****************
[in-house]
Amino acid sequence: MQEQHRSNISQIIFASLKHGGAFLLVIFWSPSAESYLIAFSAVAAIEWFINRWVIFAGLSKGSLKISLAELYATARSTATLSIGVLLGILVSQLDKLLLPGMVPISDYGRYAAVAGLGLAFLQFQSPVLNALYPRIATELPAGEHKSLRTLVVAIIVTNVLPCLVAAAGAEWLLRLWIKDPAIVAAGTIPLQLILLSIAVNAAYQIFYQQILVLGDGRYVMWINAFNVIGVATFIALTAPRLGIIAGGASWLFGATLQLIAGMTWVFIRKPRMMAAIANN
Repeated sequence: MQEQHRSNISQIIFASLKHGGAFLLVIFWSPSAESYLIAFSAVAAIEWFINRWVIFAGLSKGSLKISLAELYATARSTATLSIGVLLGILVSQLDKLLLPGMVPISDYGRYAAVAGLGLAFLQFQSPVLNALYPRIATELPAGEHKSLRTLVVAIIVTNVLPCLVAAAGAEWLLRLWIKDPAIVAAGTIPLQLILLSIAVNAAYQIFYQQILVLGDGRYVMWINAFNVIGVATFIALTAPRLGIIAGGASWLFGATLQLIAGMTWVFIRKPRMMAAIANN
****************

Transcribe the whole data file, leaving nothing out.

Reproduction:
[in-house]
Amino acid sequence: MQEQHRSNISQIIFASLKHGGAFLLVIFWSPSAESYLIAFSAVAAIEWFINRWVIFAGLSKGSLKISLAELYATARSTATLSIGVLLGILVSQLDKLLLPGMVPISDYGRYAAVAGLGLAFLQFQSPVLNALYPRIATELPAGEHKSLRTLVVAIIVTNVLPCLVAAAGAEWLLRLWIKDPAIVAAGTIPLQLILLSIAVNAAYQIFYQQILVLGDGRYVMWINAFNVIGVATFIALTAPRLGIIAGGASWLFGATLQLIAGMTWVFIRKPRMMAAIANN
Repeated sequence: MQEQHRSNISQIIFASLKHGGAFLLVIFWSPSAESYLIAFSAVAAIEWFINRWVIFAGLSKGSLKISLAELYATARSTATLSIGVLLGILVSQLDKLLLPGMVPISDYGRYAAVAGLGLAFLQFQSPVLNALYPRIATELPAGEHKSLRTLVVAIIVTNVLPCLVAAAGAEWLLRLWIKDPAIVAAGTIPLQLILLSIAVNAAYQIFYQQILVLGDGRYVMWINAFNVIGVATFIALTAPRLGIIAGGASWLFGATLQLIAGMTWVFIRKPRMMAAIANN